Indexed on: 24 Mar '10Published on: 24 Mar '10Published in: Mechanisms of Ageing and Development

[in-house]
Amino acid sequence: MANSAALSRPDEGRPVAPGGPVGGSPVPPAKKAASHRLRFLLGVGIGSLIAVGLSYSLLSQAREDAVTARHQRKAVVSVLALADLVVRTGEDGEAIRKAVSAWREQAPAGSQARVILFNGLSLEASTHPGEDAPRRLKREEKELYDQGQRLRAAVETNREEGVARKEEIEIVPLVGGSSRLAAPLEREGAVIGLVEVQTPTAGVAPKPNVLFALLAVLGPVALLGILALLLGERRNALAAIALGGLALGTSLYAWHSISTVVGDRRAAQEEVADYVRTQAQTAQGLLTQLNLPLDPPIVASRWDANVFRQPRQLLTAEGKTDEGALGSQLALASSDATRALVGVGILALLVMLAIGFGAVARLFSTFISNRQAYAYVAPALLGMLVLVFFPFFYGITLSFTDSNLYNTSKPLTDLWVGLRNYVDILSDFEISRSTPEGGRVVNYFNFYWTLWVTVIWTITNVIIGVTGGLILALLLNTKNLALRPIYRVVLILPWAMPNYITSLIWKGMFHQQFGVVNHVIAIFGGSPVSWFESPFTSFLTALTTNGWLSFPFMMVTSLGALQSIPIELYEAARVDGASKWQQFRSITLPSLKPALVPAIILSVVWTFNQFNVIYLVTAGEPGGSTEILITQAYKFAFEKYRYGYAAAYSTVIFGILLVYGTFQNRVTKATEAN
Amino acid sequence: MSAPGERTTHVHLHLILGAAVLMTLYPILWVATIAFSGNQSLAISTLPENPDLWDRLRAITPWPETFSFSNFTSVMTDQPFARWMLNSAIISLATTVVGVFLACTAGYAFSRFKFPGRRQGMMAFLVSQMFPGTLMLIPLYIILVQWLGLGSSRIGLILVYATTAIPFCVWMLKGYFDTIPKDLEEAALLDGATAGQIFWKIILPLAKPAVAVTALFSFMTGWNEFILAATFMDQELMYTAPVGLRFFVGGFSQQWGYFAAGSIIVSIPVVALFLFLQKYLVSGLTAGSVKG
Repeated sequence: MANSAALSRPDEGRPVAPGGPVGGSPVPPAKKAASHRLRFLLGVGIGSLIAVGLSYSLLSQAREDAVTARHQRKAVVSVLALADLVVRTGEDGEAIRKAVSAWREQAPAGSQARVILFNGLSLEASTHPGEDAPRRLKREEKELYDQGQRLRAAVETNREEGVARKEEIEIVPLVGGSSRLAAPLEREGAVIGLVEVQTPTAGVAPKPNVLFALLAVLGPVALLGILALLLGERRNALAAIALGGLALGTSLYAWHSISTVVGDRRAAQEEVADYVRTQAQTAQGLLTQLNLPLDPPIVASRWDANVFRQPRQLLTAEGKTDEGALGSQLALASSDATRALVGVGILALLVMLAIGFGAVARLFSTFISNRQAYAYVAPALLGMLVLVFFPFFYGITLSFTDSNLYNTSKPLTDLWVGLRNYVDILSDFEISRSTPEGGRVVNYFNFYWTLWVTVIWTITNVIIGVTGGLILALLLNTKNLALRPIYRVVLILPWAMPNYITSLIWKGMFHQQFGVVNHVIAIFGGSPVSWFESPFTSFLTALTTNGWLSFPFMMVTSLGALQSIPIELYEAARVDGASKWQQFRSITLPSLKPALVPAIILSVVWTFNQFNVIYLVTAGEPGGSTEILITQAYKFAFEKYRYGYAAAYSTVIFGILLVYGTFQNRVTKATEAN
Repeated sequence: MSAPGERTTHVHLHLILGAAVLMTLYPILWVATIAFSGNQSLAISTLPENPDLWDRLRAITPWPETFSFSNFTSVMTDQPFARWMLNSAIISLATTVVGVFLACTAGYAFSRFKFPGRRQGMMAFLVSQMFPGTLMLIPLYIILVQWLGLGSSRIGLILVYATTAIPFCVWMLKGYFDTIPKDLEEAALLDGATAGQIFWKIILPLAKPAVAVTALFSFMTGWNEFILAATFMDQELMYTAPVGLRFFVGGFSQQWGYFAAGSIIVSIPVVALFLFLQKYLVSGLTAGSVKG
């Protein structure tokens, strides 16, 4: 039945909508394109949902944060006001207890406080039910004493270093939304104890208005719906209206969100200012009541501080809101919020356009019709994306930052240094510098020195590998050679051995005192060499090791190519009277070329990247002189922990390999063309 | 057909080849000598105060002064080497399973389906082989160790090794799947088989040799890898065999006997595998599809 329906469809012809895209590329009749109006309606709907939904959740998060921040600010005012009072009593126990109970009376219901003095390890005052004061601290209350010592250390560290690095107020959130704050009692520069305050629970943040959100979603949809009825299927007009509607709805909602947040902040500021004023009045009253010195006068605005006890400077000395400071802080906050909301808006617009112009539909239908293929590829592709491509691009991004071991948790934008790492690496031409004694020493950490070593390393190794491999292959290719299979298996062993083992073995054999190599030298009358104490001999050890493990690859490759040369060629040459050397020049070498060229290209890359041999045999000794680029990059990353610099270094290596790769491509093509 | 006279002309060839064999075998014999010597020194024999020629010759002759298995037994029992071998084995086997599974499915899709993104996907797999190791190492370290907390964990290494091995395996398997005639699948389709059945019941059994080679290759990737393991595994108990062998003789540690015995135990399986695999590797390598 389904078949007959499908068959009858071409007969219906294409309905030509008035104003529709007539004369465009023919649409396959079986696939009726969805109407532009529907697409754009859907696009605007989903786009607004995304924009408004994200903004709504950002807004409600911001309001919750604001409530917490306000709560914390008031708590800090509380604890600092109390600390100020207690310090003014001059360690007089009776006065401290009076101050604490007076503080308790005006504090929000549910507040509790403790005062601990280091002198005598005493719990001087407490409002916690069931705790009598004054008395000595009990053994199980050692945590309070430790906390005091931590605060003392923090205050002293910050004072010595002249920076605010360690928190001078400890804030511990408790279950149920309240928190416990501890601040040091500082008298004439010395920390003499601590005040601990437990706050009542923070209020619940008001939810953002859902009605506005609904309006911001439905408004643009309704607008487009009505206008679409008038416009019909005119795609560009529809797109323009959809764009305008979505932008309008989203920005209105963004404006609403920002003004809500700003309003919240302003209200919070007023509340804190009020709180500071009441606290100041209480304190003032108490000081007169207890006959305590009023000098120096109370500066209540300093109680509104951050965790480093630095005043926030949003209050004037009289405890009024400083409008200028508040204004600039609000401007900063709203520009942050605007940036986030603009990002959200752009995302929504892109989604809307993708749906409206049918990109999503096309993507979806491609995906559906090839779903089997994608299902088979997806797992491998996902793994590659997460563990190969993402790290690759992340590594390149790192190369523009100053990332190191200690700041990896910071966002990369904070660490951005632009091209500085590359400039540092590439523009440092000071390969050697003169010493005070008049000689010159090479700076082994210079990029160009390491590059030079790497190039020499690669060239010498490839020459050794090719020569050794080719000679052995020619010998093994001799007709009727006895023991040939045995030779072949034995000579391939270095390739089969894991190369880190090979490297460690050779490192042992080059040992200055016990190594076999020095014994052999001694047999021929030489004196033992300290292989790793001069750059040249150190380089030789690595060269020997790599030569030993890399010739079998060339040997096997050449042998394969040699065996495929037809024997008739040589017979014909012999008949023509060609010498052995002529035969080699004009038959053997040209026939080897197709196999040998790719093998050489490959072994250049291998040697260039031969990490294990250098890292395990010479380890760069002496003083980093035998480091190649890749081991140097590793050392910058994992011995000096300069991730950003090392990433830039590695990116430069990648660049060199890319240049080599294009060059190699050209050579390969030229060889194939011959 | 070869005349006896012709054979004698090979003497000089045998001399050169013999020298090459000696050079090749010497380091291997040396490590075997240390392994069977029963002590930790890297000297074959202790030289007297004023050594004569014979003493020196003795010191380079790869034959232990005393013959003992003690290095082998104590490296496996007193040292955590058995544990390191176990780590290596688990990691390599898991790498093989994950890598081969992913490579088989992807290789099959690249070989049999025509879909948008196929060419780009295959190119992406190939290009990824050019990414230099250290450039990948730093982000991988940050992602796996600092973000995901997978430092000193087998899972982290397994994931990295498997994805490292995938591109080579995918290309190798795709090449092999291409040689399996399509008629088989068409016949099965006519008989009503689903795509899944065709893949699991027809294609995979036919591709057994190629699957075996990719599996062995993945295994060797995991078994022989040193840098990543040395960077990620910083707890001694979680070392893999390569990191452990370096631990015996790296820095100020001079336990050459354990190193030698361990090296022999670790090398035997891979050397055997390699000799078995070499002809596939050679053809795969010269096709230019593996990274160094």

Organism aging is a process of time and maturation culminating in senescence and death. The molecular details that define and determine aging have been intensely investigated. It has become appreciated that the process is partly an accumulation of random yet inevitable changes, but it can be strongly affected by genes that alter lifespan. In this review, we consider how NAD(+) metabolism plays important roles in the random patterns of aging, and also in the more programmatic aspects. The derivatives of NAD(+), such as reduced and oxidized forms of NAD(P)(+), play important roles in maintaining and regulating cellular redox state, Ca(2+) stores, DNA damage and repair, stress responses, cell cycle timing and lipid and energy metabolism. NAD(+) is also a substrate for signaling enzymes like the sirtuins and poly-ADP-ribosylpolymerases, members of a broad family of protein deacetylases and ADP-ribosyltransferases that regulate fundamental cellular processes such as transcription, recombination, cell division, proliferation, genome maintenance, apoptosis, stress resistance and senescence. NAD(+)-dependent enzymes are increasingly appreciated to regulate the timing of changes that lead to aging phenotypes. We consider how metabolism, specifically connected with Vitamin B3 and the nicotinamide adenine dinucleotides and their derivatives, occupies a central place in the aging processes of mammals.